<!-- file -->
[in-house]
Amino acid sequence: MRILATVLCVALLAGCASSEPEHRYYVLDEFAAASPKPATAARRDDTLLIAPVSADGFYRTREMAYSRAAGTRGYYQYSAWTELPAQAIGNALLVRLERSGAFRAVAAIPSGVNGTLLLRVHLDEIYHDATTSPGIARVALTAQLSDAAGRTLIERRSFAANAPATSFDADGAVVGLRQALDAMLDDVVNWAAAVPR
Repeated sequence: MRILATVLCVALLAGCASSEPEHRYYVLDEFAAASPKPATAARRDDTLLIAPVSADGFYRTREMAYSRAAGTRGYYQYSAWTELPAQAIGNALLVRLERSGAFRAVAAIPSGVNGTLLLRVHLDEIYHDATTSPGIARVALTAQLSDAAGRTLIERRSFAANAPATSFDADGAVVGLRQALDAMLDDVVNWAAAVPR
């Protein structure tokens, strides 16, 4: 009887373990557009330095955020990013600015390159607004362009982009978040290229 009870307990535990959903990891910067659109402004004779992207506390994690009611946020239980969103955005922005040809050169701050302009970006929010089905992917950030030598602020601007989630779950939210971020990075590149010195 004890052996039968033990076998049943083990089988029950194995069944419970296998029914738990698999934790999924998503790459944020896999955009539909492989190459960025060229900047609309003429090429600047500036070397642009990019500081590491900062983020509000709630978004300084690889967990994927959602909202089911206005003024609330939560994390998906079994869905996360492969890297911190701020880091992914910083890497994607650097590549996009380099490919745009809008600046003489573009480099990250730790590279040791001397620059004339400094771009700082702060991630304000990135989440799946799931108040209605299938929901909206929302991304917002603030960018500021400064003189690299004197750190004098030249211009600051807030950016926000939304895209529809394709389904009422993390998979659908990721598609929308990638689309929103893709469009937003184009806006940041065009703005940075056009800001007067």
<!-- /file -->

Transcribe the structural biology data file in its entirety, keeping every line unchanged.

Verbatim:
[in-house]
Amino acid sequence: MRILATVLCVALLAGCASSEPEHRYYVLDEFAAASPKPATAARRDDTLLIAPVSADGFYRTREMAYSRAAGTRGYYQYSAWTELPAQAIGNALLVRLERSGAFRAVAAIPSGVNGTLLLRVHLDEIYHDATTSPGIARVALTAQLSDAAGRTLIERRSFAANAPATSFDADGAVVGLRQALDAMLDDVVNWAAAVPR
Repeated sequence: MRILATVLCVALLAGCASSEPEHRYYVLDEFAAASPKPATAARRDDTLLIAPVSADGFYRTREMAYSRAAGTRGYYQYSAWTELPAQAIGNALLVRLERSGAFRAVAAIPSGVNGTLLLRVHLDEIYHDATTSPGIARVALTAQLSDAAGRTLIERRSFAANAPATSFDADGAVVGLRQALDAMLDDVVNWAAAVPR
């Protein structure tokens, strides 16, 4: 009887373990557009330095955020990013600015390159607004362009982009978040290229 009870307990535990959903990891910067659109402004004779992207506390994690009611946020239980969103955005922005040809050169701050302009970006929010089905992917950030030598602020601007989630779950939210971020990075590149010195 004890052996039968033990076998049943083990089988029950194995069944419970296998029914738990698999934790999924998503790459944020896999955009539909492989190459960025060229900047609309003429090429600047500036070397642009990019500081590491900062983020509000709630978004300084690889967990994927959602909202089911206005003024609330939560994390998906079994869905996360492969890297911190701020880091992914910083890497994607650097590549996009380099490919745009809008600046003489573009480099990250730790590279040791001397620059004339400094771009700082702060991630304000990135989440799946799931108040209605299938929901909206929302991304917002603030960018500021400064003189690299004197750190004098030249211009600051807030950016926000939304895209529809394709389904009422993390998979659908990721598609929308990638689309929103893709469009937003184009806006940041065009703005940075056009800001007067």